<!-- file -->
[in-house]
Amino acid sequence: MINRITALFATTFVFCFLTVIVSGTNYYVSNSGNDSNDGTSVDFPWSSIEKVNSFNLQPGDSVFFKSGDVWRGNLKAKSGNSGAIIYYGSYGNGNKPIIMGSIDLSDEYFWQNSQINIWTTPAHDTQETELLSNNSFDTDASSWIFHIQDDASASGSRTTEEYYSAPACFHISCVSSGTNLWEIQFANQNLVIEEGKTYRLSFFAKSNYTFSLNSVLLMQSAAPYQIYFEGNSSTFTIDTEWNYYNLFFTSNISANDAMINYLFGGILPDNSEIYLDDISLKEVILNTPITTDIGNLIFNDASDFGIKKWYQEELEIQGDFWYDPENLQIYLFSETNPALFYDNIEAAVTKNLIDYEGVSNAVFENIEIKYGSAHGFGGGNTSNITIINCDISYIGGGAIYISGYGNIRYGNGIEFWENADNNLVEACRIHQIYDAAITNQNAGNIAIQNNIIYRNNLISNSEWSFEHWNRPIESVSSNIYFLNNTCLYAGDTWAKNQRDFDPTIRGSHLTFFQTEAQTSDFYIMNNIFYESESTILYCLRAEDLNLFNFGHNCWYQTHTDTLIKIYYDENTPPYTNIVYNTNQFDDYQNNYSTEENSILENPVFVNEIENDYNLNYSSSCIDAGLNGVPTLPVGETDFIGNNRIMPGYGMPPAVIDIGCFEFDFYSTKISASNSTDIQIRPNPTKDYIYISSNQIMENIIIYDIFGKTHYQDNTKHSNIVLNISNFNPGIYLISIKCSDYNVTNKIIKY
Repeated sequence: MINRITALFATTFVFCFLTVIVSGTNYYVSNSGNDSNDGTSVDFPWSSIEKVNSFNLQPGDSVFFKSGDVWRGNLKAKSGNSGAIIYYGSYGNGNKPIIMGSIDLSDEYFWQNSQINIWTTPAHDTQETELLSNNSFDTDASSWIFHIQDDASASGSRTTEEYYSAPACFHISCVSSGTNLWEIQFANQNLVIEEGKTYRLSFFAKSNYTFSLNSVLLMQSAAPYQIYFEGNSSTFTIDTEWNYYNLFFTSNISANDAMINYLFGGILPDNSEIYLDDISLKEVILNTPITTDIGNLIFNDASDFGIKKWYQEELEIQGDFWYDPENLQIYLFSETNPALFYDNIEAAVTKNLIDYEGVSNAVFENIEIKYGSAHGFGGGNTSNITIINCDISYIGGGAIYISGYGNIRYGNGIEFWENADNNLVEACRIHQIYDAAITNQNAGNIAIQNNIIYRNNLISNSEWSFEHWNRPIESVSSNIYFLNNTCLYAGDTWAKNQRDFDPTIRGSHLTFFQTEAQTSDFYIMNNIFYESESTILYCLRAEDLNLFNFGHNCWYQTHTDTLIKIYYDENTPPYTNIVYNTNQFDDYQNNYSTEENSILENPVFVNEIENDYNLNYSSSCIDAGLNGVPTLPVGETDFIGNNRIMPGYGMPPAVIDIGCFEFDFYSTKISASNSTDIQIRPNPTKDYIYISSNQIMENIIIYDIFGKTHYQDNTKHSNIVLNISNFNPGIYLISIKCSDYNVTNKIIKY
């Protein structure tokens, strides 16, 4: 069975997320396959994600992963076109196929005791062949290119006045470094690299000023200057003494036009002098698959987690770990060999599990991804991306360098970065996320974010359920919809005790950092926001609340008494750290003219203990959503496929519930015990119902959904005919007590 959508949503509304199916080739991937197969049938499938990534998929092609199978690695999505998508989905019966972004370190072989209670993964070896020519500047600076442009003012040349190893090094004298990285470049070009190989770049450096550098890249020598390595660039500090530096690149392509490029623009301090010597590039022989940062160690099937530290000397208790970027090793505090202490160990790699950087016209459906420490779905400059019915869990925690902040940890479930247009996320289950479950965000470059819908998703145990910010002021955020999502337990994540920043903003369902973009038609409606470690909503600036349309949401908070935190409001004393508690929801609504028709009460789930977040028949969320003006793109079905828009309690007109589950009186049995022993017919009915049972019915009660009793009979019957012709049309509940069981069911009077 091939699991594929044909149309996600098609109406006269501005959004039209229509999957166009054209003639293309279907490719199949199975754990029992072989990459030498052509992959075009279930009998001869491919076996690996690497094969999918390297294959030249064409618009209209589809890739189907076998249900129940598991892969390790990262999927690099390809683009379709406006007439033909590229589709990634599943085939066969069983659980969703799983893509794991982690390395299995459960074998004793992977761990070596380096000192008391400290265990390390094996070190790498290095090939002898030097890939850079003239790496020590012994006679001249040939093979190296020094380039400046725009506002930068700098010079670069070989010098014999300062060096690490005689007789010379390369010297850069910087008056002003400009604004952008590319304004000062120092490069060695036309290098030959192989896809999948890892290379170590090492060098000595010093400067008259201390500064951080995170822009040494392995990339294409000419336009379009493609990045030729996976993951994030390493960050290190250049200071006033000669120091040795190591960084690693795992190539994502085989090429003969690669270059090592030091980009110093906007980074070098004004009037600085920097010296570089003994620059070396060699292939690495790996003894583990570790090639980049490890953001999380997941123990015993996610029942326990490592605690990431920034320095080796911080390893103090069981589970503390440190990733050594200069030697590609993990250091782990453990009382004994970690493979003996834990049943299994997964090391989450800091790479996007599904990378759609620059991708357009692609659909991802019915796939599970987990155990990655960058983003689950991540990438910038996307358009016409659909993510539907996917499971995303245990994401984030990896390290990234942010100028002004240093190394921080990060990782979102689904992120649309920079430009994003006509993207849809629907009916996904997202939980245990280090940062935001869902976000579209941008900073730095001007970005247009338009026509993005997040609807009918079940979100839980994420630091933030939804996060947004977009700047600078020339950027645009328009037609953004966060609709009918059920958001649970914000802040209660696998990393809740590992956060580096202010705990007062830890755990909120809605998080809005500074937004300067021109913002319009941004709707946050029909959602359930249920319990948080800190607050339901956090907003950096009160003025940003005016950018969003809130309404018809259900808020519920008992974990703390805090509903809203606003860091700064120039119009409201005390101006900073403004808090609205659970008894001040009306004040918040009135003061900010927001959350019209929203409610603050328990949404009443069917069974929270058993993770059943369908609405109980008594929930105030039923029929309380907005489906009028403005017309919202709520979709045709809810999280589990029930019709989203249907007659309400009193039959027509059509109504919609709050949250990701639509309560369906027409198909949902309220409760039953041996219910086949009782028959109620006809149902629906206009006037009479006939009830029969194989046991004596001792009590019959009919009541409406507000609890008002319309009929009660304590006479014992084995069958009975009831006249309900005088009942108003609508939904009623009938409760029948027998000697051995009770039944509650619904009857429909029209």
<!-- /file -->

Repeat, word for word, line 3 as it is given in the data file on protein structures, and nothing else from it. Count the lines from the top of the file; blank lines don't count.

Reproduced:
Repeated sequence: MINRITALFATTFVFCFLTVIVSGTNYYVSNSGNDSNDGTSVDFPWSSIEKVNSFNLQPGDSVFFKSGDVWRGNLKAKSGNSGAIIYYGSYGNGNKPIIMGSIDLSDEYFWQNSQINIWTTPAHDTQETELLSNNSFDTDASSWIFHIQDDASASGSRTTEEYYSAPACFHISCVSSGTNLWEIQFANQNLVIEEGKTYRLSFFAKSNYTFSLNSVLLMQSAAPYQIYFEGNSSTFTIDTEWNYYNLFFTSNISANDAMINYLFGGILPDNSEIYLDDISLKEVILNTPITTDIGNLIFNDASDFGIKKWYQEELEIQGDFWYDPENLQIYLFSETNPALFYDNIEAAVTKNLIDYEGVSNAVFENIEIKYGSAHGFGGGNTSNITIINCDISYIGGGAIYISGYGNIRYGNGIEFWENADNNLVEACRIHQIYDAAITNQNAGNIAIQNNIIYRNNLISNSEWSFEHWNRPIESVSSNIYFLNNTCLYAGDTWAKNQRDFDPTIRGSHLTFFQTEAQTSDFYIMNNIFYESESTILYCLRAEDLNLFNFGHNCWYQTHTDTLIKIYYDENTPPYTNIVYNTNQFDDYQNNYSTEENSILENPVFVNEIENDYNLNYSSSCIDAGLNGVPTLPVGETDFIGNNRIMPGYGMPPAVIDIGCFEFDFYSTKISASNSTDIQIRPNPTKDYIYISSNQIMENIIIYDIFGKTHYQDNTKHSNIVLNISNFNPGIYLISIKCSDYNVTNKIIKY